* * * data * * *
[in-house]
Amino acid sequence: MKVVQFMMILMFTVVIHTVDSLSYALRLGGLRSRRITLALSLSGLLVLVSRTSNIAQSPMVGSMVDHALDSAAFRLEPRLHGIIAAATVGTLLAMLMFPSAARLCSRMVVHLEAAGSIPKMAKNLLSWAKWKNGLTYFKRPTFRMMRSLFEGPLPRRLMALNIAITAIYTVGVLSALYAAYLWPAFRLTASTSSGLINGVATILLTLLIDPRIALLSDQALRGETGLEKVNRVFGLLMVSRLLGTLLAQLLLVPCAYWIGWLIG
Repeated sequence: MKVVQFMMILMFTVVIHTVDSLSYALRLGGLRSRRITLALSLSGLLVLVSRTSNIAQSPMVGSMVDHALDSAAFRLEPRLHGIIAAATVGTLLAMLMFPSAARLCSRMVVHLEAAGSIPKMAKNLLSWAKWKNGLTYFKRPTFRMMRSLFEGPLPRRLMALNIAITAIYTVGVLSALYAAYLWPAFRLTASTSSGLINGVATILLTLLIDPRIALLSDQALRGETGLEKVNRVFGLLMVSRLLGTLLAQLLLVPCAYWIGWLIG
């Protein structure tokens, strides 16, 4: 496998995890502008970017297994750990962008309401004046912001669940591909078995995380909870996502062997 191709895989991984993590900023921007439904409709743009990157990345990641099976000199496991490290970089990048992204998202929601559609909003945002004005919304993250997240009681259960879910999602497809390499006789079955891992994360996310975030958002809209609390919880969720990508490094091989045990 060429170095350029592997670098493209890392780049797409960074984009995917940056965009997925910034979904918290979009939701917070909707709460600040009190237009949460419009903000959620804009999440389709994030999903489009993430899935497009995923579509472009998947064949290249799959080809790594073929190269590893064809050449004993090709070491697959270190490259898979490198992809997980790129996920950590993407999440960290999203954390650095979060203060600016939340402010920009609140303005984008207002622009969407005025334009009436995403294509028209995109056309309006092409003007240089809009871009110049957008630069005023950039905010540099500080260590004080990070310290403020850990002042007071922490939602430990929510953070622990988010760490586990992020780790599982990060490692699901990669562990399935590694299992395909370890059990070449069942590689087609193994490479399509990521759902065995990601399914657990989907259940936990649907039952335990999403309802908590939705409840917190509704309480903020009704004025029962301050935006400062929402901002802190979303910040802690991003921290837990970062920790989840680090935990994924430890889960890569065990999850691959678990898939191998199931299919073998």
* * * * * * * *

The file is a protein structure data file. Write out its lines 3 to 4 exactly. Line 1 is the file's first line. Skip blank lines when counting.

Repeated sequence: MKVVQFMMILMFTVVIHTVDSLSYALRLGGLRSRRITLALSLSGLLVLVSRTSNIAQSPMVGSMVDHALDSAAFRLEPRLHGIIAAATVGTLLAMLMFPSAARLCSRMVVHLEAAGSIPKMAKNLLSWAKWKNGLTYFKRPTFRMMRSLFEGPLPRRLMALNIAITAIYTVGVLSALYAAYLWPAFRLTASTSSGLINGVATILLTLLIDPRIALLSDQALRGETGLEKVNRVFGLLMVSRLLGTLLAQLLLVPCAYWIGWLIG
């Protein structure tokens, strides 16, 4: 496998995890502008970017297994750990962008309401004046912001669940591909078995995380909870996502062997 191709895989991984993590900023921007439904409709743009990157990345990641099976000199496991490290970089990048992204998202929601559609909003945002004005919304993250997240009681259960879910999602497809390499006789079955891992994360996310975030958002809209609390919880969720990508490094091989045990 060429170095350029592997670098493209890392780049797409960074984009995917940056965009997925910034979904918290979009939701917070909707709460600040009190237009949460419009903000959620804009999440389709994030999903489009993430899935497009995923579509472009998947064949290249799959080809790594073929190269590893064809050449004993090709070491697959270190490259898979490198992809997980790129996920950590993407999440960290999203954390650095979060203060600016939340402010920009609140303005984008207002622009969407005025334009009436995403294509028209995109056309309006092409003007240089809009871009110049957008630069005023950039905010540099500080260590004080990070310290403020850990002042007071922490939602430990929510953070622990988010760490586990992020780790599982990060490692699901990669562990399935590694299992395909370890059990070449069942590689087609193994490479399509990521759902065995990601399914657990989907259940936990649907039952335990999403309802908590939705409840917190509704309480903020009704004025029962301050935006400062929402901002802190979303910040802690991003921290837990970062920790989840680090935990994924430890889960890569065990999850691959678990898939191998199931299919073998």